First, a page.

In One Era, Out The Other
The Tenri Cultural Institute of New York
George Crumb: Sonata for Solo Cello
Michael Small: Memory Palace (New York City premiere)
Luigi Boccherini: String Quintet in C Major, Opus 28, No. 4, G. 310
Tomás Luis de Victoria: Quam pulchri sunt
Claude Debussy: String Quartet in G Minor, Opus 10
Marcy Rosen (Cello), Momenta String Quartet: Emilie-Anne Gendron, Adda Kridler (Violins), Stephanie Griffin (Viola), Michael Haas Curator/Cello)
Momenta String Quartet (© Courtesy of the artists)
While rarely considering self-flagellation as a hobby, at the end of last night’s concert by the stunning Momenta String Quartet, I had the impulse to give myself a quick whipping. Where the hell had I been those two previous concerts? And why wasn’t I able to change my schedule to fit in the final concert today?
No response is important. The Momenta Quartet had released their first disc, and these four concerts in Treni Concert Hall had been given to celebrate the record. Yet this was no ordinary celebration. Consider the titles: “Americana” (with music by Ives, Wolff, Feldman, Glass and a premiere by D.J. Sparr); “The Concert From Hell” (Ysaÿe, Carillo, Glass, the full Crumb Black Angels, Ives); “All Blade”, with apparently the most difficult work ever written for quartet, by Arthur Kampela.
Last night was called “Memory Palace”. Partly because of a work written by Michael Small for Momenta. But also because the choices reflected different areas, and eras: Renaissance, Impressionist, Classical/Romantic and modern. A Boccherini Quintet, reflecting the Italian-born composer’s sojourn in Spain. Debussy’s Quartet, with more Iberian influence. A Renaissance work by a real Spaniard, Tomás Luis de Victoria.
And the New York premiere of Memory Palace by the British-born American-residing Michael Small.
M. Small in Ithaca (© Courtesy of the artist)
Just as Maurice Ravel had written homages to composers centuries before him, Mr. Small’s quartet was a kind of homage to Ravel–but with vast differences. The first notes almost literally were the first notes of Ravel’s Sonatine, and these were repeated, transformed, and brought into different a scherzo and slow section.
Yet what was most striking were the sonorities here. Just as Ravel explored exotic sounds for his instruments, Mr. Small was able to find resonances, echoes, changes which were always intriguing, yet always get that organic cohesion of a born composer.
This was the second quartet he had written for the Momenta String Quartet, and one can understand why almost every composer is rushing to get the music played by this group. In contrast to the highly respectable (yet to my ears ultimately bleak) Brahms quartets by the Chiara the previous night, the Momenta has, yes, that momentum which seizes the moments, makes light of difficulties and gives an always forward, even aggressive delight in their music.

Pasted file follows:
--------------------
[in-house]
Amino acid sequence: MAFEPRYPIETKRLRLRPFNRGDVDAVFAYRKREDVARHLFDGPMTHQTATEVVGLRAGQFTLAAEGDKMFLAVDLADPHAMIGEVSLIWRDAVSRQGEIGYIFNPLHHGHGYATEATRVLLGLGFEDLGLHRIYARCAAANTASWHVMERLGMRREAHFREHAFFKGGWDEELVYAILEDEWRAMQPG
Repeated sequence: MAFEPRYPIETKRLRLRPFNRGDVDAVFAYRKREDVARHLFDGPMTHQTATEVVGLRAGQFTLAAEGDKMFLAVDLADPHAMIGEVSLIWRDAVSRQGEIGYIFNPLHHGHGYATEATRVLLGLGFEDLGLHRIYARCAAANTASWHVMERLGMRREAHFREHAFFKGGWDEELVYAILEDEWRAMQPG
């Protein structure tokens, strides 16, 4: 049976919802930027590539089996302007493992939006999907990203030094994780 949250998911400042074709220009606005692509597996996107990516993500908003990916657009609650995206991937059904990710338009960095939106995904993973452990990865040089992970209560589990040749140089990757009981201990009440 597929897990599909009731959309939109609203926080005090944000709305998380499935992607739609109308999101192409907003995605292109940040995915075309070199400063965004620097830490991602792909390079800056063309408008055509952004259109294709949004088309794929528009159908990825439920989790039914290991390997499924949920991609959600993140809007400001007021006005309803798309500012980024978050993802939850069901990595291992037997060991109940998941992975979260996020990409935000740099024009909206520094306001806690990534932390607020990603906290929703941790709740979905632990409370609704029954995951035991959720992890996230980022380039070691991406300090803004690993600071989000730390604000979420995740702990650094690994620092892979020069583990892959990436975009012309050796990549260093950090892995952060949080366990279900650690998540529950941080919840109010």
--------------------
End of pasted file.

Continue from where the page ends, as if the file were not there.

One must single out cellist Michael Haas here. As “curator” of the program (each soloist had their own concert), so he gave himself the luxury of opening with an early yet absolutely wonderful piece by George Crumb. It was a solo for cello, but nothing was austere. The Crumb penchant for coloring came in a variety of pizzicato chords with the most varied timbres. His “pastorale” theme with variations was a Siciliana, almost ancient in style (ergo “Memory Palace”), and the end was a tarantella giving Mr. Haas the chance to shine.
He also scheduled a Boccherini quintet. Like Mr. Haas and like Villa-Lobos, Boccherini was a cellist and pushed his instrument whenever he could. For the Quintet, the noted cellist Marcy Rosen (a teacher of Mr. Haas) joined the group for a rollicking performance.
I had always felt that Boccherini had–like Vivaldi in The Seasons–a series of poems behind each movement. And the Momenta played it with that lightness of touch, some exceptional solos, a momentum pushing it forward.
The arrangement of a choral motet by Tomas Luis de Victoria gave the chance to offer another musical era, but it sounded too much like those viol consorts which are, frankly, dull.
That, though, was brief, and gave way for Debussy’s String Quartet. One always fears that this piece will fall back into pretty warm sonorities, a lulling soporific “pretty-pretty” piece, evoking Manet, a glass of Burgundy, springtime on the Loire.
But the Momenta players are far too individual for that. The opening theme was propelled out, and the movement had more iron than velvet. The second movement was equally lean and the finale coda showed them at their best.
Each movement had its delights, but the slow movement–almost a medieval orison–had a depth of artistry, giving chances for the personalities of the players. Again it was Mr. Haas with his clean upper register, and the full sounds of violist Stephanie Griffin. Nothing was sweet, and that middle was almost playful.
The entire program, though, had that sense of animation coming from four players who never let their digital chops overcome what was most essential. Their sense of elation, musical enunciation, and sheer joy.